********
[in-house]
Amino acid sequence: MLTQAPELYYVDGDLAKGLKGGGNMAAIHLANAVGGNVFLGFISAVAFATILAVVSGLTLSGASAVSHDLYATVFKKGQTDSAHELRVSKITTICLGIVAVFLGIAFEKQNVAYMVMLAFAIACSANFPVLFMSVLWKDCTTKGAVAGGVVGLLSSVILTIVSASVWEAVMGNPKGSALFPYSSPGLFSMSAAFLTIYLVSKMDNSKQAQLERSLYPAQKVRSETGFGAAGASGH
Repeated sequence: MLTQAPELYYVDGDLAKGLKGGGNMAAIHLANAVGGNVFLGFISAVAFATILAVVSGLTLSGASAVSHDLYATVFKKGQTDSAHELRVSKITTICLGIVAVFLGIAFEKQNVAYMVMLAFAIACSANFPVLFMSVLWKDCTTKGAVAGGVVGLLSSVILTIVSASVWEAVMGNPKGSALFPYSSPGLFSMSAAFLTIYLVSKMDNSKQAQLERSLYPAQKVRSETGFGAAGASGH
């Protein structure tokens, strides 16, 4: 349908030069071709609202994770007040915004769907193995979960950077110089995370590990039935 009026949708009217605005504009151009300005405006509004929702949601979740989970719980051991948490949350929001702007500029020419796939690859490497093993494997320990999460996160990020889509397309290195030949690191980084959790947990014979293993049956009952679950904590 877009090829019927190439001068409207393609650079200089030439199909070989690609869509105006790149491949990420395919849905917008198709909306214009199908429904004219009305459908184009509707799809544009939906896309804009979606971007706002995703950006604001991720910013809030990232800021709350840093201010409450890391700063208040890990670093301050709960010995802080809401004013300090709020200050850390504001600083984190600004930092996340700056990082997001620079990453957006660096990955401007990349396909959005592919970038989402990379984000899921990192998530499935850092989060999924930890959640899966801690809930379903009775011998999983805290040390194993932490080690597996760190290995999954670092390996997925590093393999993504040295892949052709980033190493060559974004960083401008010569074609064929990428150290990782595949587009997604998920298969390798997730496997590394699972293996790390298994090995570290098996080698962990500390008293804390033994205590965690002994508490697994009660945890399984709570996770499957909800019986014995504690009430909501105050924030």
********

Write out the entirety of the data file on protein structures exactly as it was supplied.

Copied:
[in-house]
Amino acid sequence: MLTQAPELYYVDGDLAKGLKGGGNMAAIHLANAVGGNVFLGFISAVAFATILAVVSGLTLSGASAVSHDLYATVFKKGQTDSAHELRVSKITTICLGIVAVFLGIAFEKQNVAYMVMLAFAIACSANFPVLFMSVLWKDCTTKGAVAGGVVGLLSSVILTIVSASVWEAVMGNPKGSALFPYSSPGLFSMSAAFLTIYLVSKMDNSKQAQLERSLYPAQKVRSETGFGAAGASGH
Repeated sequence: MLTQAPELYYVDGDLAKGLKGGGNMAAIHLANAVGGNVFLGFISAVAFATILAVVSGLTLSGASAVSHDLYATVFKKGQTDSAHELRVSKITTICLGIVAVFLGIAFEKQNVAYMVMLAFAIACSANFPVLFMSVLWKDCTTKGAVAGGVVGLLSSVILTIVSASVWEAVMGNPKGSALFPYSSPGLFSMSAAFLTIYLVSKMDNSKQAQLERSLYPAQKVRSETGFGAAGASGH
């Protein structure tokens, strides 16, 4: 349908030069071709609202994770007040915004769907193995979960950077110089995370590990039935 009026949708009217605005504009151009300005405006509004929702949601979740989970719980051991948490949350929001702007500029020419796939690859490497093993494997320990999460996160990020889509397309290195030949690191980084959790947990014979293993049956009952679950904590 877009090829019927190439001068409207393609650079200089030439199909070989690609869509105006790149491949990420395919849905917008198709909306214009199908429904004219009305459908184009509707799809544009939906896309804009979606971007706002995703950006604001991720910013809030990232800021709350840093201010409450890391700063208040890990670093301050709960010995802080809401004013300090709020200050850390504001600083984190600004930092996340700056990082997001620079990453957006660096990955401007990349396909959005592919970038989402990379984000899921990192998530499935850092989060999924930890959640899966801690809930379903009775011998999983805290040390194993932490080690597996760190290995999954670092390996997925590093393999993504040295892949052709980033190493060559974004960083401008010569074609064929990428150290990782595949587009997604998920298969390798997730496997590394699972293996790390298994090995570290098996080698962990500390008293804390033994205590965690002994508490697994009660945890399984709570996770499957909800019986014995504690009430909501105050924030």